After the dust clouds of Allied conquest settled, the brothers started eagerly to participate in the reorganization of the public preaching work. By now our family was reunited—having been separated for ten long years—and we were living in Hannover in northern Germany. In that first postwar year, 1946, we held the Memorial celebration in our home, which was big enough for all the some 50 brothers in Hannover. What a memorable celebration, associating with brothers who had recently been released from concentration camps and seeing the anointed partaking of the emblems! It made an unforgettable impression on me.
In 1946 we also held our first large postwar convention in northern Germany. Many tears of joy were shed. Even the speakers had to stop from time to time during their talks to give way to their feelings. It was just too much for them to bear when they saw so many of their dear brothers sitting peacefully and enjoying the instruction without barbed wire surrounding them! After this I entered the pioneer ranks and was assigned to the nearby city of Lehrte.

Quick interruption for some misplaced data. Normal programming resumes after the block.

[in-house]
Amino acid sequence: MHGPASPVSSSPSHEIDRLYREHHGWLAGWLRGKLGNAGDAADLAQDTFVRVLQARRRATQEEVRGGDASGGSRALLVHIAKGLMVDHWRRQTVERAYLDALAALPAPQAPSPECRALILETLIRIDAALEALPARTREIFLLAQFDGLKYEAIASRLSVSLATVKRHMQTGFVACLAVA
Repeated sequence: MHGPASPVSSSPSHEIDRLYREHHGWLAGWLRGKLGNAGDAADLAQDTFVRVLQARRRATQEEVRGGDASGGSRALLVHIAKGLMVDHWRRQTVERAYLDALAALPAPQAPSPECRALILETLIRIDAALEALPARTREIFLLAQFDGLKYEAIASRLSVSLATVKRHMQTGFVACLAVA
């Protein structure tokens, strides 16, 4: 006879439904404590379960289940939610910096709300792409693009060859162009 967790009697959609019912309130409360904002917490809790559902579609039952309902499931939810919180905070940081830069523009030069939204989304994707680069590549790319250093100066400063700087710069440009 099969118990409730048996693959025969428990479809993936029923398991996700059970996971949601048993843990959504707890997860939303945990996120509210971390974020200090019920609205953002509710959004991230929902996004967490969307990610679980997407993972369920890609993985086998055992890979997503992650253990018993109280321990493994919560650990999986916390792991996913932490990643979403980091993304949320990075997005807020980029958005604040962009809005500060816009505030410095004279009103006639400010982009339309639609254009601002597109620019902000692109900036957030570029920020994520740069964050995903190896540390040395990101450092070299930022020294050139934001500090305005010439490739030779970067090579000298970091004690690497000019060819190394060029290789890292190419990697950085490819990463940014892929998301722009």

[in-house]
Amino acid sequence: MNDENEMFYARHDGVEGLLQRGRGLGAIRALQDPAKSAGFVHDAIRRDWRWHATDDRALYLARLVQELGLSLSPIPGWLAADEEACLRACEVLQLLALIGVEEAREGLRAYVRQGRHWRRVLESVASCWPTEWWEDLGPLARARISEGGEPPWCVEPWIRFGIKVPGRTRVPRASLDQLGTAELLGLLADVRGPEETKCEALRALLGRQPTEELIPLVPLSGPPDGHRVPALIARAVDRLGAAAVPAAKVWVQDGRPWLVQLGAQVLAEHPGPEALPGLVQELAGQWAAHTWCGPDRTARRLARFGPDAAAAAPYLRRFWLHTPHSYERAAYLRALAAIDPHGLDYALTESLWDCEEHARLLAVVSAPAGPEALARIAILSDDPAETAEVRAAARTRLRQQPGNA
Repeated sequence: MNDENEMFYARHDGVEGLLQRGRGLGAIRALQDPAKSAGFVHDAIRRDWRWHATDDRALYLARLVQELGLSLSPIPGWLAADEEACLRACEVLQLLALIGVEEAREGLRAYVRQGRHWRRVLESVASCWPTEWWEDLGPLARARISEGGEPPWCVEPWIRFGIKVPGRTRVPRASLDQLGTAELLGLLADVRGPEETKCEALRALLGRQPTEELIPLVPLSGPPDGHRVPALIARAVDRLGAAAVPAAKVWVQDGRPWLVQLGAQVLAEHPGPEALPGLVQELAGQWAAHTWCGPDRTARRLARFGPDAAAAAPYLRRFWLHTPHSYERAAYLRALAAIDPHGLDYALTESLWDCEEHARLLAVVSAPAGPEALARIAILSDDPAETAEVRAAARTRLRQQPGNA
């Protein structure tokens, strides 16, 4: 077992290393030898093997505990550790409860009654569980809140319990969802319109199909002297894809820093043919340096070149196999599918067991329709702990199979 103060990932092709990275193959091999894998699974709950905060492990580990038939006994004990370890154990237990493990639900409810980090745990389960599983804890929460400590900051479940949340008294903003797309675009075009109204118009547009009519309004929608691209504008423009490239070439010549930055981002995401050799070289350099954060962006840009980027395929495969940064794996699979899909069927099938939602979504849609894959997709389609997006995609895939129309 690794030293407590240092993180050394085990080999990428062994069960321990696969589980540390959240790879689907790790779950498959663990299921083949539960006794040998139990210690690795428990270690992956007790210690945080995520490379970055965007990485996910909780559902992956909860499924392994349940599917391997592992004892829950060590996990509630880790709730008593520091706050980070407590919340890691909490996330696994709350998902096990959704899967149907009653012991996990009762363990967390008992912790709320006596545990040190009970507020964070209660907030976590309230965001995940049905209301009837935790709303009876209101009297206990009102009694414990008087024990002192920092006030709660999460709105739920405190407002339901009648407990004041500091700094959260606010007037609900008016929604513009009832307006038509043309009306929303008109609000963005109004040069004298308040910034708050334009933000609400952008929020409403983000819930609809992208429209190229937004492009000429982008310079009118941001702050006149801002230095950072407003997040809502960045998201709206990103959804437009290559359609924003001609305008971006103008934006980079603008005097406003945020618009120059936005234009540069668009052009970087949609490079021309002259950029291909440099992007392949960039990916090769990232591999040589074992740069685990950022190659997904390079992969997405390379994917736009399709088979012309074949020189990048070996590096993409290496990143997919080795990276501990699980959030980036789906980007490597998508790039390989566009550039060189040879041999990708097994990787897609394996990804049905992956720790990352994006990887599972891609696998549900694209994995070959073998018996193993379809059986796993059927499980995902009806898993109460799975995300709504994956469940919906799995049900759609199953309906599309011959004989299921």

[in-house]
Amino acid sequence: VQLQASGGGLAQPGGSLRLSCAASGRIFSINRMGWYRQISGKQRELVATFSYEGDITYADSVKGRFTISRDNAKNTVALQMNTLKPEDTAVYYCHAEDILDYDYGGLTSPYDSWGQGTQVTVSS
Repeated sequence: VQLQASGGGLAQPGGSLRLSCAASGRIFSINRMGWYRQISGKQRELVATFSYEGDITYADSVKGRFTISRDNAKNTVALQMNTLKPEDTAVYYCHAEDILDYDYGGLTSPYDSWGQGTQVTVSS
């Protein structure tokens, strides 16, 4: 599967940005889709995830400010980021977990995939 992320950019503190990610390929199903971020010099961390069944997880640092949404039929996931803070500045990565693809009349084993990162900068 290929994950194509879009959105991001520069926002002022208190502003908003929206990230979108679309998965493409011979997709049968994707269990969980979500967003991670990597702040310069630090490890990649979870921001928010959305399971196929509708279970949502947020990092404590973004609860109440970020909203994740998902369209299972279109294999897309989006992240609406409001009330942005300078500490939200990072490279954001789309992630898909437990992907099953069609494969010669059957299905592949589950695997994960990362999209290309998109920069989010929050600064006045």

From there I was called to serve at the German branch office in Wiesbaden. When I arrived in 1947 the number in the Bethel family was less than 20. We temporarily worked in a large villa, and space was limited. From Bethel I was called in 1952 to attend the Watchtower Bible School of Gilead and graduated with the 19th class. Afterward I was reassigned to Wiesbaden to continue work as a translator.
In 1954, at 34 years of age, I decided to marry. Edith was a pioneer and also still had some contract obligations as an opera singer. In time, however, we were sent as special pioneers to Lohr, a medieval town.
Soon there came another change in assignment. Edith became pregnant with our son Markus, so we had to leave the full-time service. Later we moved to Canada. There another son, Reuben, was born. These sons are now 34 and 30 years old. One serves as an elder and the other as a ministerial servant in the Thornhill Congregation, Ontario, north of Toronto, where I serve as the presiding overseer.